The Swamplot Awards for Houston Real Estate, 2008: The Runners-Up

The first-ever Swamplot Awards for Houston Real Estate went . . . swimmingly! More than 500 votes were cast in support of nominees in 10 separate categories. Thanks again to all of you who voted, nominated, commented, and cajoled in support of your favorites. Many readers, with their eyes on the prizes, sent out emails to friends and neighbors, Twittered, and annoyed their Facebook friends . . . just to get them to vote.

So what were the results?

We’ll get to the winners in an upcoming post. First, though, come the runners-up. You know what it means: If, for any reason, a winner of the Swamplot Awards is unable to fulfill its duty at any time during the upcoming year, the runner-up in the category will be asked to step in.

Yes, they are ready! Yes, they are willing to serve! A big round of applause, please, for the 2008 second-place winners of the Swamplot Awards for Houston Real Estate . . . the Swampies!


1. Favorite Houston Design Cliché. Second-place winner: Home Turrets.

The nomination: “These suckers are popped onto nearly every new home going up in Bellaire to add to their ‘European appeal.’ Swamplot had an entertaining article about some of these houses which you can see here.”

  • From Scott: “Oh the turrets! They remind me of the people that (likely) live in the houses. Sort of round where they shouldn’t be, showy when they shouldn’t be, wearing too much decoration…you get the picture.

2. Best Project Cancellation or Delay. Second-place winner: Sonoma.

The nomination: First there were delays as Randall Davis and Lamesa Properties tried to convince the city that it should close a public street in the Rice Village and sell it to them; then there was the announcement that Davis would build phase II before phase I; and then there were more delays as he tried to sell enough units to get enough financing to start even one of the phases. And finally, there was the announcement that the project was on hold, but that they now have until 2015 to do something with the property. Meanwhile, a perfectly good mixed-use building with several popular restaurants and hangout spots was torn down, and the neighbors get to look at a work in progress for the next 7 years.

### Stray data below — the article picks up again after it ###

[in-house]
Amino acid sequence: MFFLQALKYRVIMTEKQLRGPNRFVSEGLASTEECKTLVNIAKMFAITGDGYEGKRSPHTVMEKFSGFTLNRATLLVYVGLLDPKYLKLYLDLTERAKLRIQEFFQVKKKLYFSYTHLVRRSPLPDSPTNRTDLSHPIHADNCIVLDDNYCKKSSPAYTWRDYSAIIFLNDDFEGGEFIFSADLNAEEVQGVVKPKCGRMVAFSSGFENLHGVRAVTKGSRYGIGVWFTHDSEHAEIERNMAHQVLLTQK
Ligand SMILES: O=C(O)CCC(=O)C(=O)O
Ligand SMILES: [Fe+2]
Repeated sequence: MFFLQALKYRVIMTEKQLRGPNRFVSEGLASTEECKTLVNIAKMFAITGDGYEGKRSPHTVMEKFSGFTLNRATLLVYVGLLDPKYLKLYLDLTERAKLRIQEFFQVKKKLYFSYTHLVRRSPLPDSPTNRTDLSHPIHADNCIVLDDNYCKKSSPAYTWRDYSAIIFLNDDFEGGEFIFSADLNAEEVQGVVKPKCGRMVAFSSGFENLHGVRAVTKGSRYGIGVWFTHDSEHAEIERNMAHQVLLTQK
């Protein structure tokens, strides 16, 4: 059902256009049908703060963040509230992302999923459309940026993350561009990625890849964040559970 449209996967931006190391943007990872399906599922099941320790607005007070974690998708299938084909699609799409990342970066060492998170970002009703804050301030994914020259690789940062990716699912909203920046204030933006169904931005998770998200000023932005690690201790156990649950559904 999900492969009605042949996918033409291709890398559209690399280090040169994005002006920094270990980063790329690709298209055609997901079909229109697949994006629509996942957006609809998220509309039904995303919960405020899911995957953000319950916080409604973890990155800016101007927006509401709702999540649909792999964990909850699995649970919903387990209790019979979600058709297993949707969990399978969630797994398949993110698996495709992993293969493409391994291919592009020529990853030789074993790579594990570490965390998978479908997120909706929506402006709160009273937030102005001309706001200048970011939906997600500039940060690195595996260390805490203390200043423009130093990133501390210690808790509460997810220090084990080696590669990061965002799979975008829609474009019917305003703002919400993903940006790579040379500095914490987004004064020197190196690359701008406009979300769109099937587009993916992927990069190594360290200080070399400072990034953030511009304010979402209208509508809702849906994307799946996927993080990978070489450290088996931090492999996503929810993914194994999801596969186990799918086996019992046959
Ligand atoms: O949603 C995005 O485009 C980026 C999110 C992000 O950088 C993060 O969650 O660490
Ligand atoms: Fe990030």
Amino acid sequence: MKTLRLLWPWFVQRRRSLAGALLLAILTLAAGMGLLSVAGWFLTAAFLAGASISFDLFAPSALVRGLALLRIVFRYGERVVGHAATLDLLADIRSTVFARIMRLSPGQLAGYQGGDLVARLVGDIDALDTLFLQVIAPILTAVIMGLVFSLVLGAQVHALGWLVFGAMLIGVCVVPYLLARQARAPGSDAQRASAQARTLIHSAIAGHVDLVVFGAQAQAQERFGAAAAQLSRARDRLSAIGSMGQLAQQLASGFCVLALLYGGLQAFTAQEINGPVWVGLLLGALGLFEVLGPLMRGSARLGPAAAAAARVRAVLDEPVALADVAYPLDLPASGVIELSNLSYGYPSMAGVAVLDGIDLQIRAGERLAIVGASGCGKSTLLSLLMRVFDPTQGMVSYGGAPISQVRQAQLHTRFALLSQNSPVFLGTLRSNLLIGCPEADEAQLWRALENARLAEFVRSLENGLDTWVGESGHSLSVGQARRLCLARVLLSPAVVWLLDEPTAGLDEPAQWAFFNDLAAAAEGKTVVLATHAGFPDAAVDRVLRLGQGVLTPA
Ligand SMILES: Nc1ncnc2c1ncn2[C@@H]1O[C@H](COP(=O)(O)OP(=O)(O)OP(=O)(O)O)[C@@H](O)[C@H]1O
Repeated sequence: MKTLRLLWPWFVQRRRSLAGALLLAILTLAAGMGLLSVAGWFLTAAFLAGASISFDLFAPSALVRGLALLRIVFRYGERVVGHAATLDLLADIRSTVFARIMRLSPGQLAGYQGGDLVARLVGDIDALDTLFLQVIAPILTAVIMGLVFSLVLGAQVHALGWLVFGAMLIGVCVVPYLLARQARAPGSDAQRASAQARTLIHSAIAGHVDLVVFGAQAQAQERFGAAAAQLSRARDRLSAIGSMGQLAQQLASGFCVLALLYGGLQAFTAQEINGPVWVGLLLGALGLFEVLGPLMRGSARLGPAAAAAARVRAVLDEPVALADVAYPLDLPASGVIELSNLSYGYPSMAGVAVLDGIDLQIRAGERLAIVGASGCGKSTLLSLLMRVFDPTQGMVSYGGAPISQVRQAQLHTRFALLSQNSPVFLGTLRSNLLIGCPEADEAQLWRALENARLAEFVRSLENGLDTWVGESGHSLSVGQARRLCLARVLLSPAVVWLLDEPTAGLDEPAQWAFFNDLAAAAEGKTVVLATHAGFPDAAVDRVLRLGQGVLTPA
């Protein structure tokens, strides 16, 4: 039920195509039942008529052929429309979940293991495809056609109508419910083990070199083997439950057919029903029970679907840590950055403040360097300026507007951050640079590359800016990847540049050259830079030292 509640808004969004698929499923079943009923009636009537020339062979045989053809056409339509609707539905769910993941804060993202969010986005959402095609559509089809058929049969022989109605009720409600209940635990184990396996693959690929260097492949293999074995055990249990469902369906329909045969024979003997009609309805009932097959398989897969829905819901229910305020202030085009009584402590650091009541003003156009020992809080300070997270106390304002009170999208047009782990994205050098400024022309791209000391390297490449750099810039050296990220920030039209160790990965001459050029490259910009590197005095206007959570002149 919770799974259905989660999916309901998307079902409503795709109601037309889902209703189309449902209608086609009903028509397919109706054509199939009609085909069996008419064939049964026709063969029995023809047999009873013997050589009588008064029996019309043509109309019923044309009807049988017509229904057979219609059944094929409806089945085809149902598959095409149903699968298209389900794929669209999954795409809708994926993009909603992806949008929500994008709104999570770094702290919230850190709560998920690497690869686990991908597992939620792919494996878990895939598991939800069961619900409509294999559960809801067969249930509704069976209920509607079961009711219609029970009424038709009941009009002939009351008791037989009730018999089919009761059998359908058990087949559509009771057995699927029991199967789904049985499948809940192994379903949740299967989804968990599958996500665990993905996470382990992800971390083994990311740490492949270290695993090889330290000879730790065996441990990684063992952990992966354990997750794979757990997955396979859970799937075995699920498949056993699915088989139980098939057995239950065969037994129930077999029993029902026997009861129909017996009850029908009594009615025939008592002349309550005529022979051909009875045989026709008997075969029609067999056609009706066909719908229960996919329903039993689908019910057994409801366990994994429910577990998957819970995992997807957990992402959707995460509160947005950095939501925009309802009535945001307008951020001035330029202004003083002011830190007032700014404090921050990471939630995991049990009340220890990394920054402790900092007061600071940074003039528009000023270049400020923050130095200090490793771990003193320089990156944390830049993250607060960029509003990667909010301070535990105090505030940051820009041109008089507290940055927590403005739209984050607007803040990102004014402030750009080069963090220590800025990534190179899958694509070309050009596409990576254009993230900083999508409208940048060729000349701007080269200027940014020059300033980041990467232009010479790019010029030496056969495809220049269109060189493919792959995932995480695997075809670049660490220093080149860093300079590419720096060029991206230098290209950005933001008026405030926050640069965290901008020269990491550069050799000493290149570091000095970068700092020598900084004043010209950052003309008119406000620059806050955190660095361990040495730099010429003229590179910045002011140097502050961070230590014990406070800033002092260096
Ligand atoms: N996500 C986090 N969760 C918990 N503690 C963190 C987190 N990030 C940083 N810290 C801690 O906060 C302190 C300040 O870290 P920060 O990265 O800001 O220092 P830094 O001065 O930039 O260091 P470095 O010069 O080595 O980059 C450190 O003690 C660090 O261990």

• From Carol: “It’s just so sad to think they tore down that great old building, and are about to close the city’s best Walgreens, all for naught. Now we get to look at a mudpit for seven more years.
  • From Happy Historian: “Sonoma is at the top measurement of my puckerometer.

3. Best Teardown. Second-place winner: The Carousel House, Meyerland.

The nomination:
Spectacular and visionary, it fell victim to an unscrupulous tenant and no doubt became an embarrassment to its mega-millionaire owner. Sat vacant and vandalized for months, finally sold to a builder. Structure and slab were so solid they resisted normal teardown efforts. Now the builder is trying to sell the empty lot.

  • From Robert: “If you saw the film on youtube of the equipment breaking while trying to demolish it, well, you gotta give it points for fighting back.
  • From Happy Historian: “Maybe, just maybe as the sands of time recede, we’ll rediscover the Carousel House in back of the Carousel Motor Inn. Save your quarters for the vibrating beds!